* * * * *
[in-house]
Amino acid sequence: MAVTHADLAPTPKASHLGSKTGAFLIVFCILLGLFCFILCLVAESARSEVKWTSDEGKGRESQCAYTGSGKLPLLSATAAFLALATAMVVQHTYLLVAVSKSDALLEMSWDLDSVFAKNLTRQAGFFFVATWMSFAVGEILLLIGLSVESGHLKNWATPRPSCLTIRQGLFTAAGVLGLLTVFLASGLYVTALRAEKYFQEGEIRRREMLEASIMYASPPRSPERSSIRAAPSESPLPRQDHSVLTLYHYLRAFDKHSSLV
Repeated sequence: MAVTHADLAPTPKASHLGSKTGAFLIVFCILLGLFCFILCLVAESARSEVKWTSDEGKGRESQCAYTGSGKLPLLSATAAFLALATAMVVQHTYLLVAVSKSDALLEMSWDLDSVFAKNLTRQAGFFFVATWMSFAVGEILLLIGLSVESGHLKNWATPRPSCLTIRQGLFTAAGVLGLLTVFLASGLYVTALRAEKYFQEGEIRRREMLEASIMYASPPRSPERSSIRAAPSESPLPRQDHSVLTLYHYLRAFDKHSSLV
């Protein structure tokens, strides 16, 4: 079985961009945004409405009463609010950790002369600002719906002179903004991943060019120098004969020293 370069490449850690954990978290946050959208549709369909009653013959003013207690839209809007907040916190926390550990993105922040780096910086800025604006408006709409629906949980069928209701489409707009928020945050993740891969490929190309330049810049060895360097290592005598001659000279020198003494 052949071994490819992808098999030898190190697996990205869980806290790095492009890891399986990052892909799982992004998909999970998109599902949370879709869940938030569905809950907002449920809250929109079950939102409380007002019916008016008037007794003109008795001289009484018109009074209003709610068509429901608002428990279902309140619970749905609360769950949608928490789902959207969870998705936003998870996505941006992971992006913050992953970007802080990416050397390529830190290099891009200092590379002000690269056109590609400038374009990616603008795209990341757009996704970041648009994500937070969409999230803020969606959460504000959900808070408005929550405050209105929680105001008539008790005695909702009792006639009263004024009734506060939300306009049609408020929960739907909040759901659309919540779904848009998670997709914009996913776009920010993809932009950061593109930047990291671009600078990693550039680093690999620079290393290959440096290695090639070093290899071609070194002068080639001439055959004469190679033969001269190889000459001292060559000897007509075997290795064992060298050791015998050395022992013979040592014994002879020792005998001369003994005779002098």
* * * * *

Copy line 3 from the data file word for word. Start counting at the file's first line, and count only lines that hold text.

Repeated sequence: MAVTHADLAPTPKASHLGSKTGAFLIVFCILLGLFCFILCLVAESARSEVKWTSDEGKGRESQCAYTGSGKLPLLSATAAFLALATAMVVQHTYLLVAVSKSDALLEMSWDLDSVFAKNLTRQAGFFFVATWMSFAVGEILLLIGLSVESGHLKNWATPRPSCLTIRQGLFTAAGVLGLLTVFLASGLYVTALRAEKYFQEGEIRRREMLEASIMYASPPRSPERSSIRAAPSESPLPRQDHSVLTLYHYLRAFDKHSSLV